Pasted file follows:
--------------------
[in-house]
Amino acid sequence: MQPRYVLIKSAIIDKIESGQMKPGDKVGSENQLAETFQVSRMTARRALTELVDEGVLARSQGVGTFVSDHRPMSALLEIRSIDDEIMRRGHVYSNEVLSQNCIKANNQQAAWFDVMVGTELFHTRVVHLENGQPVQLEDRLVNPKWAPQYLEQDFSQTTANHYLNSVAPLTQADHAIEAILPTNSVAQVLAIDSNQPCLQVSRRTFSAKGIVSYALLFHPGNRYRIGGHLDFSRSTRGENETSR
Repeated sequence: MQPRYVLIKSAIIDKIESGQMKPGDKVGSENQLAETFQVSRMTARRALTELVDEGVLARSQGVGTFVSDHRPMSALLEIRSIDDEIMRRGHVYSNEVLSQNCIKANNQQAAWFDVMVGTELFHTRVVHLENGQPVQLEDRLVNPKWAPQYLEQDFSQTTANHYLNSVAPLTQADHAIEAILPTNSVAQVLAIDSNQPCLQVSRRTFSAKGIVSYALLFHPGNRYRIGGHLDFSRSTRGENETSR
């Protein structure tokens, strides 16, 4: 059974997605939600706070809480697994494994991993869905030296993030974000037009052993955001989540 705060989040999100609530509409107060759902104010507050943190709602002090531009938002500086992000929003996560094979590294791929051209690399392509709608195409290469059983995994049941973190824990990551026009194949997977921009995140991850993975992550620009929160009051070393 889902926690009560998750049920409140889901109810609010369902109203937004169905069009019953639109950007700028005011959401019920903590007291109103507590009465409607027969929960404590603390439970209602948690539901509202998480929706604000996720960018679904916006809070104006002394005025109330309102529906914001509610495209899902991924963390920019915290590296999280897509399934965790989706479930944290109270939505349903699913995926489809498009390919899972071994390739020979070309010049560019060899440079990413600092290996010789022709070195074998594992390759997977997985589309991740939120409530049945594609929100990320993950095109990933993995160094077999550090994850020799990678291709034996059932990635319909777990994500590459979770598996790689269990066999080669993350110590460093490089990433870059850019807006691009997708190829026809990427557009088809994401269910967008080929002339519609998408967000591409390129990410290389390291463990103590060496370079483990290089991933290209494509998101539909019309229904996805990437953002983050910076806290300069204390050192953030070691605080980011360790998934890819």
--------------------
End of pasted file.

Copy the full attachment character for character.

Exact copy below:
[in-house]
Amino acid sequence: MQPRYVLIKSAIIDKIESGQMKPGDKVGSENQLAETFQVSRMTARRALTELVDEGVLARSQGVGTFVSDHRPMSALLEIRSIDDEIMRRGHVYSNEVLSQNCIKANNQQAAWFDVMVGTELFHTRVVHLENGQPVQLEDRLVNPKWAPQYLEQDFSQTTANHYLNSVAPLTQADHAIEAILPTNSVAQVLAIDSNQPCLQVSRRTFSAKGIVSYALLFHPGNRYRIGGHLDFSRSTRGENETSR
Repeated sequence: MQPRYVLIKSAIIDKIESGQMKPGDKVGSENQLAETFQVSRMTARRALTELVDEGVLARSQGVGTFVSDHRPMSALLEIRSIDDEIMRRGHVYSNEVLSQNCIKANNQQAAWFDVMVGTELFHTRVVHLENGQPVQLEDRLVNPKWAPQYLEQDFSQTTANHYLNSVAPLTQADHAIEAILPTNSVAQVLAIDSNQPCLQVSRRTFSAKGIVSYALLFHPGNRYRIGGHLDFSRSTRGENETSR
């Protein structure tokens, strides 16, 4: 059974997605939600706070809480697994494994991993869905030296993030974000037009052993955001989540 705060989040999100609530509409107060759902104010507050943190709602002090531009938002500086992000929003996560094979590294791929051209690399392509709608195409290469059983995994049941973190824990990551026009194949997977921009995140991850993975992550620009929160009051070393 889902926690009560998750049920409140889901109810609010369902109203937004169905069009019953639109950007700028005011959401019920903590007291109103507590009465409607027969929960404590603390439970209602948690539901509202998480929706604000996720960018679904916006809070104006002394005025109330309102529906914001509610495209899902991924963390920019915290590296999280897509399934965790989706479930944290109270939505349903699913995926489809498009390919899972071994390739020979070309010049560019060899440079990413600092290996010789022709070195074998594992390759997977997985589309991740939120409530049945594609929100990320993950095109990933993995160094077999550090994850020799990678291709034996059932990635319909777990994500590459979770598996790689269990066999080669993350110590460093490089990433870059850019807006691009997708190829026809990427557009088809994401269910967008080929002339519609998408967000591409390129990410290389390291463990103590060496370079483990290089991933290209494509998101539909019309229904996805990437953002983050910076806290300069204390050192953030070691605080980011360790998934890819």